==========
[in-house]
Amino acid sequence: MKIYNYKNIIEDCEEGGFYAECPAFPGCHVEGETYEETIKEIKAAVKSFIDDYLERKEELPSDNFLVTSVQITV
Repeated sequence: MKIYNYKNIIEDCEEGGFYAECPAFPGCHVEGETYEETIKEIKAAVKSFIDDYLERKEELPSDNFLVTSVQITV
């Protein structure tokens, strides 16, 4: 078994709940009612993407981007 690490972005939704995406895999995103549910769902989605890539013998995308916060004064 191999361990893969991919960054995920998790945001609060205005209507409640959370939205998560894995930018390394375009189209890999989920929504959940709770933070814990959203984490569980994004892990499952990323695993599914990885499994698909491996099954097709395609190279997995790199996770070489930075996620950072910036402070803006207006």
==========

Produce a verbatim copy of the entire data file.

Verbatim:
[in-house]
Amino acid sequence: MKIYNYKNIIEDCEEGGFYAECPAFPGCHVEGETYEETIKEIKAAVKSFIDDYLERKEELPSDNFLVTSVQITV
Repeated sequence: MKIYNYKNIIEDCEEGGFYAECPAFPGCHVEGETYEETIKEIKAAVKSFIDDYLERKEELPSDNFLVTSVQITV
């Protein structure tokens, strides 16, 4: 078994709940009612993407981007 690490972005939704995406895999995103549910769902989605890539013998995308916060004064 191999361990893969991919960054995920998790945001609060205005209507409640959370939205998560894995930018390394375009189209890999989920929504959940709770933070814990959203984490569980994004892990499952990323695993599914990885499994698909491996099954097709395609190279997995790199996770070489930075996620950072910036402070803006207006």